In 1926 Santillán interrupted his studies to travel to Mexico, where he assisted the Confederación General de Trabajadores (CGT). Returning to Argentina, he continued his work for La Protesta, as well as for a new journal, La Antorcha, and completed The Anarchist Movement in Argentina: From Its Beginnings to 1910 (1930). In the late 1920s Santillán was a fierce opponent of the anarchist Severino Di Giovanni, whose advocation of propaganda of the deed led to a number of deaths.[2]

When, in 1930, he was condemned to death for sedition, Santillán escaped to Uruguay. From there he travelled to Spain on the proclamation of the Republic in 1931, before returning to Argentina in secrecy to continue his militant activities and writing, including The Bankruptcy of the Capitalist Economic and Political System (1932), The Ideology of FORA and Trajectory of the Revolutionary Labour Movement in Argentina (1933) and Social Reconstruction: Foundations for a New Economic Structure in Argentina (1933). But by the end of 1933, he had returned once again to Spain, settling down in Barcelona.

The Spanish Revolution

The following year, Santillán began work for the Confederación Nacional del Trabajo (CNT); this was later to be reissued under the title After the Revolution: Economic Reconstruction in Spain Today (1937).[1]:45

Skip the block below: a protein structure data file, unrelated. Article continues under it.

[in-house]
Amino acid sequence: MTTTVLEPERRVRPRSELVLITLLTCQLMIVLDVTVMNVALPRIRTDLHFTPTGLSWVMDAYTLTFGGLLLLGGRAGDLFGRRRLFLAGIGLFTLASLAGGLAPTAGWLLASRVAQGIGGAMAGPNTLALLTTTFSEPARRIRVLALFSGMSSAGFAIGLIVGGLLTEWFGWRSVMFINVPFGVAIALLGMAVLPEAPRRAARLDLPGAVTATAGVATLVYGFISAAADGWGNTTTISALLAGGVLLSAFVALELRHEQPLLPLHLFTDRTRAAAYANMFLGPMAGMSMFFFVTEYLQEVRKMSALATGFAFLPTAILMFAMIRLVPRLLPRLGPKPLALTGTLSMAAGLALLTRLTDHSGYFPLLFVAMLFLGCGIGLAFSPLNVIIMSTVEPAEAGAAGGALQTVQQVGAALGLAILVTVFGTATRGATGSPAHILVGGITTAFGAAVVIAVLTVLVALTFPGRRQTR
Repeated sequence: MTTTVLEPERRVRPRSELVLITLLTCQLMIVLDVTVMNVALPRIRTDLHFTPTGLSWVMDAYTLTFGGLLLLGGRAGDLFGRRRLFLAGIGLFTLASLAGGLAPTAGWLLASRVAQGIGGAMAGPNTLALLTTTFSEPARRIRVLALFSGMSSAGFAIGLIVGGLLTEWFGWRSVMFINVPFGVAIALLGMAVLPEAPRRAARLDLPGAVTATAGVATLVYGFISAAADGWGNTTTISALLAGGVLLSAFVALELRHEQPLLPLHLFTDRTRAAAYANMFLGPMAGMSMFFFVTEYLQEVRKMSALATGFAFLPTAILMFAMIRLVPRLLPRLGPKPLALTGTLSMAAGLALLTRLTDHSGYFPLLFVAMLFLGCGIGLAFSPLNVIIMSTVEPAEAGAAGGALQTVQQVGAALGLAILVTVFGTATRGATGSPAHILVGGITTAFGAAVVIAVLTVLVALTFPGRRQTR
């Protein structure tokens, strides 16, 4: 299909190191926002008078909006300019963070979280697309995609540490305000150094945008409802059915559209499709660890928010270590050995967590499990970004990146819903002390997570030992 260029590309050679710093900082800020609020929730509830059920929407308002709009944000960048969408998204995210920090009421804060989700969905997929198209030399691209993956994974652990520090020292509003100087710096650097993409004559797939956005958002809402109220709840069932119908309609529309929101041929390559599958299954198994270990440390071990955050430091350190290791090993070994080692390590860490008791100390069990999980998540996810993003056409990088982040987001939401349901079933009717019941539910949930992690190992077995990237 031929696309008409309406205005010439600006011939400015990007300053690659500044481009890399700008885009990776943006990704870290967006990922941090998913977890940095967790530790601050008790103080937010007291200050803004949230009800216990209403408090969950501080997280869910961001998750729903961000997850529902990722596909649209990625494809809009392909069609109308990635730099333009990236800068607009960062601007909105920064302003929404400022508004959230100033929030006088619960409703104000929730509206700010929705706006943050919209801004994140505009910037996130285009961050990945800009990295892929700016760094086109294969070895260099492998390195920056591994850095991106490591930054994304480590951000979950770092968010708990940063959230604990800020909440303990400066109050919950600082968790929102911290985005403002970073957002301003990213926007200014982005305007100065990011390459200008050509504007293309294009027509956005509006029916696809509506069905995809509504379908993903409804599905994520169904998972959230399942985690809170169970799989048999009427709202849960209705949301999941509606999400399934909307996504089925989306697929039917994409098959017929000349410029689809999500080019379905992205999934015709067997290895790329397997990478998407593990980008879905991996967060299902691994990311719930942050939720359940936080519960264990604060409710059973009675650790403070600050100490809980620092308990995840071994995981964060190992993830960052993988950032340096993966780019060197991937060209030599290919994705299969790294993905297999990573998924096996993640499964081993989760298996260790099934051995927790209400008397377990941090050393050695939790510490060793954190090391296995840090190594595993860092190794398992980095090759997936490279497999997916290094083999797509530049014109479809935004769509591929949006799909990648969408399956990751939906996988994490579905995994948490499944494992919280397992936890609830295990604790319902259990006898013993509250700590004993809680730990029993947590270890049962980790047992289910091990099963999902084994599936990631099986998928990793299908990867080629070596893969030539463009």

Between December 1936 and April 1937 he served as Minister of the Economy (Conseller de Economía) for the Generalitat of Catalonia, while apparently maintaining anarchist principles of free participation in politics. He was especially critical of the government and person of Juan Negrín, and denounced the crimes of the Comintern-loyal PCE (the Spanish Communist Party) in the Civil War. Two more books appeared at this time: The Revolution and the War in Spain (1938) and a bibliography of Argentine anarchist writings (1938). In April 1938, Santillán joined the National Committee of the Antifascist Popular Front, which formed from the union of the anarchist CNT and the socialist UGT – but with the defeat of the Republic by Francoist forces in 1939, returned via France to Argentina.

Return to Argentina